Riders and their crew become very close, a tight unit that works intensely together. They celebrate success together, and share their despair during the bad times. These men and women have been through a lot together, forging bonds that are not easily broken.

Riders may only be moving a couple of garages away, the parting is no less painful for that.

Those departing felt compelled to put on a good show for the people they leave behind, and they did not disappoint. In Moto3 and Moto2, the departing champions put on brave fights to reprise their title-winning ways, with supporting stars offering fierce opposition to add some luster to their victories.

In the MotoGP class, all the factory riders switching garages dug a little deeper inside themselves, and pulled some outstanding performances out of the bag. The extra emotion of the final weekend of the season produced three great races at Valencia, with three truly deserving winners.

Who Is Testing What at the First MotoGP Test of 2017?

11/09/2016 @ 9:51 am, by David Emmett7 COMMENTS

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On Tuesday, November 15th, the 2017 season starts in earnest. The biannual session of bike swapping commences two days after the final MotoGP round at Valencia, as riders, crew chiefs, mechanics, press officers and many others swap garages to join their 2017 teams.

It is often something of a disappointment, with only a few riders moving from team to team, but the coming season sees some big names switching bikes, as well as an important new arrival, in the shape of KTM.

So to help you keep track, here is who will be testing what at Valencia on Tuesday.

Saturday MotoGP Summary at Sepang: Grip Gives Lorenzo Confidence in the Wet

10/29/2016 @ 6:36 pm, by David Emmett1 COMMENT

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The riders may have been complaining that the new surface of the Sepang circuit takes too long to dry out, but about one thing, they are all agreed. It has fantastic grip.

“We have this problem of the track drying up, it’s very difficult,” Jorge Lorenzo told the press conference, agreeing with his teammate. “But the grip is perfect, it’s amazing the grip.”

That was obvious in the afternoon, when the MotoGP riders took to a track still soaking after the tropical downpour, which had caused the preceding Moto3 qualifying session to be red flagged.

The lean angle the riders were still getting despite standing water was remarkable. That was even true after the Moto3 downpour had ended, and the track was awash. The top Moto3 riders were still improving their times on a track which was wetter than at the start of the session.

The same grip had helped in the morning, when there were still a few wet patches on the track. As the sun started to burn the water off, Maverick Viñales dipped under the two-minute mark, posting two laps of 1’59.9.

That was on a track which was still not completely dry, the riders able to power through almost as if it had never rained.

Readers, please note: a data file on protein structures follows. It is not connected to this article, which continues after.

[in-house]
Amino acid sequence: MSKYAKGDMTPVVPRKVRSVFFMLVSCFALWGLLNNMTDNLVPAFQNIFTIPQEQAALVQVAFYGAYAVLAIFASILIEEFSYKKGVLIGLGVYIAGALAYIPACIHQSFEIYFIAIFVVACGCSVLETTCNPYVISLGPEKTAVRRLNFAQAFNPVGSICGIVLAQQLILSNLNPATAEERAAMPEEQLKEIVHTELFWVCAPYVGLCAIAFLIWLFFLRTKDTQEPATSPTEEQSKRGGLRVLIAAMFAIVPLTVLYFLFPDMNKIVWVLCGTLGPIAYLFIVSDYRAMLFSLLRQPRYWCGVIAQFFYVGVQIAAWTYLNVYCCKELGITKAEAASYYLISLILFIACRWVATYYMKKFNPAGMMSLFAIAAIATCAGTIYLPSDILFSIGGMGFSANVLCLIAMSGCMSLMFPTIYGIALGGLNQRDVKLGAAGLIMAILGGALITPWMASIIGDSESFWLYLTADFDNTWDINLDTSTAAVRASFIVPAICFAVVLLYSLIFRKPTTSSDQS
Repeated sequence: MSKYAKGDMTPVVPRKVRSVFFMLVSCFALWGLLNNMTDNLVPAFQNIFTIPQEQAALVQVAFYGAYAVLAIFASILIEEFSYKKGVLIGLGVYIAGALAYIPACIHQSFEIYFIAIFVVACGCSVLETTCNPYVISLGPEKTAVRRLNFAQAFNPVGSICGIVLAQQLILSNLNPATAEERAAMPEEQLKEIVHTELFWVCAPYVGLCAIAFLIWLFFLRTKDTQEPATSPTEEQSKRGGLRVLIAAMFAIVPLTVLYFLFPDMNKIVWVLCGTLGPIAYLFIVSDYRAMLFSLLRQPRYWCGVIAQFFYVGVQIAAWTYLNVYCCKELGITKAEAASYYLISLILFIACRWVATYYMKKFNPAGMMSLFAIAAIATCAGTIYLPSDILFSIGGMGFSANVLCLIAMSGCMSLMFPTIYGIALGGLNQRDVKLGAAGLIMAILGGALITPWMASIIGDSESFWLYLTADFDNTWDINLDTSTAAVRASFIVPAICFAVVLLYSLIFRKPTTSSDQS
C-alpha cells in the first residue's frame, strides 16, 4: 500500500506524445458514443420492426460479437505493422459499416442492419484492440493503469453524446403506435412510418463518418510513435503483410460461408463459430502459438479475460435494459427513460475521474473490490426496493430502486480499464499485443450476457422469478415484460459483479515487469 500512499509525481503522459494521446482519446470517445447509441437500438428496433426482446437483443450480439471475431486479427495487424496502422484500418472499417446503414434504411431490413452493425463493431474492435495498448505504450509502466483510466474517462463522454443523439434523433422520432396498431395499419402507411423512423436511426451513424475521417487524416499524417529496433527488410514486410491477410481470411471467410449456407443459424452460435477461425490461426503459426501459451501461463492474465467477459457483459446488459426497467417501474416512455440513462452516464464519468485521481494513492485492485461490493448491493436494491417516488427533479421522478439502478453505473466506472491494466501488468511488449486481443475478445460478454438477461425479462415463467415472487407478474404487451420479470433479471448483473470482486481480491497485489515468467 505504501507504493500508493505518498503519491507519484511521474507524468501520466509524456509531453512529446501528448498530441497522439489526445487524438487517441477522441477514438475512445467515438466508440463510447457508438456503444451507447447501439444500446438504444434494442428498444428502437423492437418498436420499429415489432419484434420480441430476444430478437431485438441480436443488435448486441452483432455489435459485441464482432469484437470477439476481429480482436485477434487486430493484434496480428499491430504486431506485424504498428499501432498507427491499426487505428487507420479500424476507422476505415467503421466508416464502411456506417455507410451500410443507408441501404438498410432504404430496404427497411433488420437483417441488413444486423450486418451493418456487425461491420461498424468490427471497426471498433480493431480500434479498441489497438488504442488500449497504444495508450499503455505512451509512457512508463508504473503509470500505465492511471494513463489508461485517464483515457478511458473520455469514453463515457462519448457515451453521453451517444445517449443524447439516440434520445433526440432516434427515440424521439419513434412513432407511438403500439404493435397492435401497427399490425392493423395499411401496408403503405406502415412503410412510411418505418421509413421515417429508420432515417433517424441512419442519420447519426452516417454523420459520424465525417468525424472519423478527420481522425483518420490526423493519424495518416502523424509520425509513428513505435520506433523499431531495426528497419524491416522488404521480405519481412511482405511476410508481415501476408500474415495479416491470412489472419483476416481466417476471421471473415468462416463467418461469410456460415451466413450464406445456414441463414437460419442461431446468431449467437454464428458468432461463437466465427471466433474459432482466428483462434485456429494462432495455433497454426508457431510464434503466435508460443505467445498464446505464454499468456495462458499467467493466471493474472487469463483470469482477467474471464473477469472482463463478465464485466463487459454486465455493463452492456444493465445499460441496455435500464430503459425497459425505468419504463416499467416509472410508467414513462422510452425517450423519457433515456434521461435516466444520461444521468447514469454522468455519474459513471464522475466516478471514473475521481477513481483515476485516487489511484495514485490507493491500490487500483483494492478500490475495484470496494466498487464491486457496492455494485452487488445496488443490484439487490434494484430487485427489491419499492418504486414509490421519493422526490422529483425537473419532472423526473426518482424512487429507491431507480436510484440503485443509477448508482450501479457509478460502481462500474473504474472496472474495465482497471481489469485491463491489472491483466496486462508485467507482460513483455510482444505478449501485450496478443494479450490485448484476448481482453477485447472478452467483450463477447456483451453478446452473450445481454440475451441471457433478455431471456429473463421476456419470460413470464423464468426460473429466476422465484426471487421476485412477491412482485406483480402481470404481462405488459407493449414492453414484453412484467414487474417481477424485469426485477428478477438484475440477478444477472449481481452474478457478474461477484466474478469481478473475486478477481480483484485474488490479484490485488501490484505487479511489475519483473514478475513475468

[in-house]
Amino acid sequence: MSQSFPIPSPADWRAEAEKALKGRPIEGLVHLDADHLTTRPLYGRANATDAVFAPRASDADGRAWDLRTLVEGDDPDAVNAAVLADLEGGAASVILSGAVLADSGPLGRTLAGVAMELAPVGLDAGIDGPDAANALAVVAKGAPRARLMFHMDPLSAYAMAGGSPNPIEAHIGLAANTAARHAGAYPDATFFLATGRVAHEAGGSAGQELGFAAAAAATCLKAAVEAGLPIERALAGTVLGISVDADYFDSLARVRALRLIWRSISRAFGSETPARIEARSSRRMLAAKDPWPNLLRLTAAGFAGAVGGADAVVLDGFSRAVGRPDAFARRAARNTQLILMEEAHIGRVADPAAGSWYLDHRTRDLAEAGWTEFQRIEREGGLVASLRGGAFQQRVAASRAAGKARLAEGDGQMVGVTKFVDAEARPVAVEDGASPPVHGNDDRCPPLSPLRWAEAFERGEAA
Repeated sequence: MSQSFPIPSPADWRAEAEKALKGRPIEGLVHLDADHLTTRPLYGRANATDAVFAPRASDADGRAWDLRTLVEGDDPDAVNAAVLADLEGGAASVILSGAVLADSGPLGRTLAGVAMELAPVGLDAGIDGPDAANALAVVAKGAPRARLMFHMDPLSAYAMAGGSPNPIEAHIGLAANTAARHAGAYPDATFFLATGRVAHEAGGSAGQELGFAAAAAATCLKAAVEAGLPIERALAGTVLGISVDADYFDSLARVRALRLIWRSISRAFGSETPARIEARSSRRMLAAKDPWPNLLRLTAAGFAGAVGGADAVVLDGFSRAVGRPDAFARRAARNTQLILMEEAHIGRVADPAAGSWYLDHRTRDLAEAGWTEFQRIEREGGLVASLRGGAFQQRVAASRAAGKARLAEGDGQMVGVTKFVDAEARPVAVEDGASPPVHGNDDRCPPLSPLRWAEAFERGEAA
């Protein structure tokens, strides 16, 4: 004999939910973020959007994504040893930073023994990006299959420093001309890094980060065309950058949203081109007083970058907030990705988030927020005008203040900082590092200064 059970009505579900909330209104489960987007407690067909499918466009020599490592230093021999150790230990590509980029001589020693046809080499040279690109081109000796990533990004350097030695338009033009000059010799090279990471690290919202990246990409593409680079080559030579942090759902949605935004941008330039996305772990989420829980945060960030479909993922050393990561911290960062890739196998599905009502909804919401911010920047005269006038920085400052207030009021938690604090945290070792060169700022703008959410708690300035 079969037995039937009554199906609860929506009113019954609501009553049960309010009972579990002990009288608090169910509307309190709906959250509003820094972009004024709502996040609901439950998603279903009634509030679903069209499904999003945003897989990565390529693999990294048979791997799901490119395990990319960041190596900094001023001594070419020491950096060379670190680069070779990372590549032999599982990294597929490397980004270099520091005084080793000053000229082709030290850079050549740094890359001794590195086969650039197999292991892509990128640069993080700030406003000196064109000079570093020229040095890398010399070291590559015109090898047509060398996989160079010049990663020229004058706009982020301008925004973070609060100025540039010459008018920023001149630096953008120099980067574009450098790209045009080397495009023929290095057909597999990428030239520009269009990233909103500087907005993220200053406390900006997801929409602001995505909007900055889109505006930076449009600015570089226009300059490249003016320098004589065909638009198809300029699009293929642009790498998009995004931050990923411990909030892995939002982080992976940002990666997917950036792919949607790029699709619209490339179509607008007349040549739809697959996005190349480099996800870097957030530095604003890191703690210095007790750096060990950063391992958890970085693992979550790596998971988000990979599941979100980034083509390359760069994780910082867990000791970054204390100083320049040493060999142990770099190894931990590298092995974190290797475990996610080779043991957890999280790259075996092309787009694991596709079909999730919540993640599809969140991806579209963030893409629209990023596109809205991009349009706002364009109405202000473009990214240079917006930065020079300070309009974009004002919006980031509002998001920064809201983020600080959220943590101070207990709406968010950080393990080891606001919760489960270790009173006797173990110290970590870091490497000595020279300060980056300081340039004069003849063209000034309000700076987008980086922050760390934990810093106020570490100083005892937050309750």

Preview of the Malaysian GP: A Year Is a Long Time in Motorcycle Racing

10/28/2016 @ 12:42 am, by David EmmettComments Off on Preview of the Malaysian GP: A Year Is a Long Time in Motorcycle Racing

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Two down, one to go. The last of the flyaways is always the hardest, in many ways. Three races on three consecutive weekends means that riders never have time to heal from even the small injuries they receive each weekend, from minor falls, or the blisters on their hands.

Spending many hours cloistered in aircraft flying long distance makes catching colds, flu, or other respiratory diseases inevitable. Team members being cooped up together for nearly four weeks means relationships are at best strained, at worst verging on violent.

Then there’s the contrast in climate. Even at its best, Phillip Island can be chilly, so traveling from there to the sweltering tropical heat of Malaysia is a physical shock. To step on a plane in the freezing cold, then step off it to be drenched in sweat is tough for people already drained from so much travel and racing.

Then to race for 45 minutes in punishing heat and humidity, at a track which is physically very challenging, because of the heavy braking zones around the track. The stress, mental and physical, is enormous.

Perhaps it was that stress that caused the MotoGP series to explode at Sepang last year.

Smarting from being beaten into fourth place at Phillip Island by Marc Márquez, Jorge Lorenzo, and Andrea Iannone, Valentino Rossi seized upon the theory apparently put forward by his friend and business partner Alessio ‘Uccio’ Salucci, that Márquez had decided to conspire against Rossi to hand Jorge Lorenzo the 2015 MotoGP title.

Márquez had attempted to accomplish this by beating Lorenzo in Australia. And in the press conference at Sepang, he launched his accusations against the Repsol Honda rider.

Sunday MotoGP Summary at Aragon: How Championships Are Won & Lost

09/27/2016 @ 11:01 pm, by David Emmett3 COMMENTS

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Momentum. That’s what the last race before the Australasian triple header is all about. Momentum heading towards the end of the championship. Coming out on top and carrying it forward to Motegi, Phillip Island, and Sepang is vital.

The deal may get done on one of the flyaways, but Aragon is the place where the riders put their chips on the table.